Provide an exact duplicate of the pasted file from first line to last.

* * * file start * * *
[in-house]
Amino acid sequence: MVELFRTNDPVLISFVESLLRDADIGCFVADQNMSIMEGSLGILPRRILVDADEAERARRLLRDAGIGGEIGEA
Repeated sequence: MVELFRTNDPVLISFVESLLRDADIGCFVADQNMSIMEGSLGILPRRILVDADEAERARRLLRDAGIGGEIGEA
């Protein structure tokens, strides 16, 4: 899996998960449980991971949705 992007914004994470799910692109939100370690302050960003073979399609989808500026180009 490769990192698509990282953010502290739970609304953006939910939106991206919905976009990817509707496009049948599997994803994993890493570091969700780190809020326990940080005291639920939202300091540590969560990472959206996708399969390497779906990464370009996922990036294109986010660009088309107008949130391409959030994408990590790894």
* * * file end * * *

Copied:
[in-house]
Amino acid sequence: MVELFRTNDPVLISFVESLLRDADIGCFVADQNMSIMEGSLGILPRRILVDADEAERARRLLRDAGIGGEIGEA
Repeated sequence: MVELFRTNDPVLISFVESLLRDADIGCFVADQNMSIMEGSLGILPRRILVDADEAERARRLLRDAGIGGEIGEA
């Protein structure tokens, strides 16, 4: 899996998960449980991971949705 992007914004994470799910692109939100370690302050960003073979399609989808500026180009 490769990192698509990282953010502290739970609304953006939910939106991206919905976009990817509707496009049948599997994803994993890493570091969700780190809020326990940080005291639920939202300091540590969560990472959206996708399969390497779906990464370009996922990036294109986010660009088309107008949130391409959030994408990590790894």